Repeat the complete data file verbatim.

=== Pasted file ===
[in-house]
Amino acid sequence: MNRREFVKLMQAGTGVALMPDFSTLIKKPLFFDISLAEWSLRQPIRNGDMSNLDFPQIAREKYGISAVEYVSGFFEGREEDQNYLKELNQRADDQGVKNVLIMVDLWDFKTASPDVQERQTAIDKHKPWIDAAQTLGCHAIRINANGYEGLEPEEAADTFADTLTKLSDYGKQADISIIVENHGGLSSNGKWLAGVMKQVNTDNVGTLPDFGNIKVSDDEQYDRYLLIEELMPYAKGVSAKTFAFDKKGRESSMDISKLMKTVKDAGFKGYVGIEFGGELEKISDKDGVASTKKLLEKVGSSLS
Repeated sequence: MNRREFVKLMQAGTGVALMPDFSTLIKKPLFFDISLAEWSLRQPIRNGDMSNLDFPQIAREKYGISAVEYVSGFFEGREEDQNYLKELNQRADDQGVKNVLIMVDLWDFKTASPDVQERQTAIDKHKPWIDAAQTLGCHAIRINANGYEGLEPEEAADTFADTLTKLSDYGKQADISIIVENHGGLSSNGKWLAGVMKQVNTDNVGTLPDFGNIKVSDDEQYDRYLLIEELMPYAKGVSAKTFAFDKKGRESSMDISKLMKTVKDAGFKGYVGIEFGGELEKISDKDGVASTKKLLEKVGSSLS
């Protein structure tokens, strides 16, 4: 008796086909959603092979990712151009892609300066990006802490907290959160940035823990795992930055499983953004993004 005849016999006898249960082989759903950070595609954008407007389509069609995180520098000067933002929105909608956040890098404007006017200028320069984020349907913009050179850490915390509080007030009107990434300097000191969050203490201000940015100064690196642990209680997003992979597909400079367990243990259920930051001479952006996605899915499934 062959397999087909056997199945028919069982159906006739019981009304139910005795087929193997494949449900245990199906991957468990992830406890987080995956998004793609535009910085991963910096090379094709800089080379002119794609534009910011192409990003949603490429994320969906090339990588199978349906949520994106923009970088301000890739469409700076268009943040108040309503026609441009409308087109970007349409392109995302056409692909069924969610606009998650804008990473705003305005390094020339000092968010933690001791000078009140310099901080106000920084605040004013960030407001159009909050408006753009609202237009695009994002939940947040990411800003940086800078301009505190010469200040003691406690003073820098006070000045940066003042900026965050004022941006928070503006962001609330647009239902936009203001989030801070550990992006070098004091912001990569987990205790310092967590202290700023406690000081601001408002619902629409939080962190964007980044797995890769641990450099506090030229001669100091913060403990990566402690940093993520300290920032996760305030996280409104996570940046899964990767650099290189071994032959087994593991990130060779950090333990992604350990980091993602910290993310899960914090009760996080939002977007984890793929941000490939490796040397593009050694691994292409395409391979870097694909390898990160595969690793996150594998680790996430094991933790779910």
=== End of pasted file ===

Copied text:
[in-house]
Amino acid sequence: MNRREFVKLMQAGTGVALMPDFSTLIKKPLFFDISLAEWSLRQPIRNGDMSNLDFPQIAREKYGISAVEYVSGFFEGREEDQNYLKELNQRADDQGVKNVLIMVDLWDFKTASPDVQERQTAIDKHKPWIDAAQTLGCHAIRINANGYEGLEPEEAADTFADTLTKLSDYGKQADISIIVENHGGLSSNGKWLAGVMKQVNTDNVGTLPDFGNIKVSDDEQYDRYLLIEELMPYAKGVSAKTFAFDKKGRESSMDISKLMKTVKDAGFKGYVGIEFGGELEKISDKDGVASTKKLLEKVGSSLS
Repeated sequence: MNRREFVKLMQAGTGVALMPDFSTLIKKPLFFDISLAEWSLRQPIRNGDMSNLDFPQIAREKYGISAVEYVSGFFEGREEDQNYLKELNQRADDQGVKNVLIMVDLWDFKTASPDVQERQTAIDKHKPWIDAAQTLGCHAIRINANGYEGLEPEEAADTFADTLTKLSDYGKQADISIIVENHGGLSSNGKWLAGVMKQVNTDNVGTLPDFGNIKVSDDEQYDRYLLIEELMPYAKGVSAKTFAFDKKGRESSMDISKLMKTVKDAGFKGYVGIEFGGELEKISDKDGVASTKKLLEKVGSSLS
């Protein structure tokens, strides 16, 4: 008796086909959603092979990712151009892609300066990006802490907290959160940035823990795992930055499983953004993004 005849016999006898249960082989759903950070595609954008407007389509069609995180520098000067933002929105909608956040890098404007006017200028320069984020349907913009050179850490915390509080007030009107990434300097000191969050203490201000940015100064690196642990209680997003992979597909400079367990243990259920930051001479952006996605899915499934 062959397999087909056997199945028919069982159906006739019981009304139910005795087929193997494949449900245990199906991957468990992830406890987080995956998004793609535009910085991963910096090379094709800089080379002119794609534009910011192409990003949603490429994320969906090339990588199978349906949520994106923009970088301000890739469409700076268009943040108040309503026609441009409308087109970007349409392109995302056409692909069924969610606009998650804008990473705003305005390094020339000092968010933690001791000078009140310099901080106000920084605040004013960030407001159009909050408006753009609202237009695009994002939940947040990411800003940086800078301009505190010469200040003691406690003073820098006070000045940066003042900026965050004022941006928070503006962001609330647009239902936009203001989030801070550990992006070098004091912001990569987990205790310092967590202290700023406690000081601001408002619902629409939080962190964007980044797995890769641990450099506090030229001669100091913060403990990566402690940093993520300290920032996760305030996280409104996570940046899964990767650099290189071994032959087994593991990130060779950090333990992604350990980091993602910290993310899960914090009760996080939002977007984890793929941000490939490796040397593009050694691994292409395409391979870097694909390898990160595969690793996150594998680790996430094991933790779910």